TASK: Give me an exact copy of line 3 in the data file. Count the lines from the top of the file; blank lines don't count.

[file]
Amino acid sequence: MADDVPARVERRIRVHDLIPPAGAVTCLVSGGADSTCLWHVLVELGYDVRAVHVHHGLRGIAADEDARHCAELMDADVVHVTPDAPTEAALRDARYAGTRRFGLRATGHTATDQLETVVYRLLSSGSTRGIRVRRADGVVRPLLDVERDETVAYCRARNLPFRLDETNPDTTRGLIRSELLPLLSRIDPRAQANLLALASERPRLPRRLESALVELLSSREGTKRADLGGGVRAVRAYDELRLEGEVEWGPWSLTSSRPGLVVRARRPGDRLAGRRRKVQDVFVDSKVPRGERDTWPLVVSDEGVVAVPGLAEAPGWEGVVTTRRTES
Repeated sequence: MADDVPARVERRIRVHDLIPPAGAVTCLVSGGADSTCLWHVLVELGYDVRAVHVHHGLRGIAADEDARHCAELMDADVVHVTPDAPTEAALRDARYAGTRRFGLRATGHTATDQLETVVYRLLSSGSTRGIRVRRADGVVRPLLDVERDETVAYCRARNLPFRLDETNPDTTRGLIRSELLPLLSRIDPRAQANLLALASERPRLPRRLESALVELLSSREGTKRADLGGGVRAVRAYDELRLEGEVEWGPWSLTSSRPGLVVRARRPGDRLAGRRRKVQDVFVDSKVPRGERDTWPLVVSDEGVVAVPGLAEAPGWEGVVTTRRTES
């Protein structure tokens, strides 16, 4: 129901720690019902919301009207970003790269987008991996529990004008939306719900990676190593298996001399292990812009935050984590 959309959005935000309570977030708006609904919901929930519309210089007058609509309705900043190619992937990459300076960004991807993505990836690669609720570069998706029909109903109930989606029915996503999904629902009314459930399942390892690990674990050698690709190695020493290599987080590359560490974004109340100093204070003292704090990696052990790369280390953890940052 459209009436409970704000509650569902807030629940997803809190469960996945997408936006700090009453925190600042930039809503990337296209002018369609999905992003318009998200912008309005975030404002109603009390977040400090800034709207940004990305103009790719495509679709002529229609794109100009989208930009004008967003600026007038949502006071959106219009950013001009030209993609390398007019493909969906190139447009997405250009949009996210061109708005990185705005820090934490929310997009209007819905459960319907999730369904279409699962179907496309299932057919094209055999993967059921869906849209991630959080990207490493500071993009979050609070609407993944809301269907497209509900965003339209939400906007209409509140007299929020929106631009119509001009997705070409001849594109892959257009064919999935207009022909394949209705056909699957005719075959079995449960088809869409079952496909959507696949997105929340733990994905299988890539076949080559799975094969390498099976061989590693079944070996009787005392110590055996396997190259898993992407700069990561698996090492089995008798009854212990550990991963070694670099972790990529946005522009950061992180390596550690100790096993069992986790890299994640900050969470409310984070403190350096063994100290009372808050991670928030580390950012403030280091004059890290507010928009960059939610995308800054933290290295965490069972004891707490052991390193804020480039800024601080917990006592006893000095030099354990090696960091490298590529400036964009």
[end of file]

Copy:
């Protein structure tokens, strides 16, 4: 129901720690019902919301009207970003790269987008991996529990004008939306719900990676190593298996001399292990812009935050984590 959309959005935000309570977030708006609904919901929930519309210089007058609509309705900043190619992937990459300076960004991807993505990836690669609720570069998706029909109903109930989606029915996503999904629902009314459930399942390892690990674990050698690709190695020493290599987080590359560490974004109340100093204070003292704090990696052990790369280390953890940052 459209009436409970704000509650569902807030629940997803809190469960996945997408936006700090009453925190600042930039809503990337296209002018369609999905992003318009998200912008309005975030404002109603009390977040400090800034709207940004990305103009790719495509679709002529229609794109100009989208930009004008967003600026007038949502006071959106219009950013001009030209993609390398007019493909969906190139447009997405250009949009996210061109708005990185705005820090934490929310997009209007819905459960319907999730369904279409699962179907496309299932057919094209055999993967059921869906849209991630959080990207490493500071993009979050609070609407993944809301269907497209509900965003339209939400906007209409509140007299929020929106631009119509001009997705070409001849594109892959257009064919999935207009022909394949209705056909699957005719075959079995449960088809869409079952496909959507696949997105929340733990994905299988890539076949080559799975094969390498099976061989590693079944070996009787005392110590055996396997190259898993992407700069990561698996090492089995008798009854212990550990991963070694670099972790990529946005522009950061992180390596550690100790096993069992986790890299994640900050969470409310984070403190350096063994100290009372808050991670928030580390950012403030280091004059890290507010928009960059939610995308800054933290290295965490069972004891707490052991390193804020480039800024601080917990006592006893000095030099354990090696960091490298590529400036964009």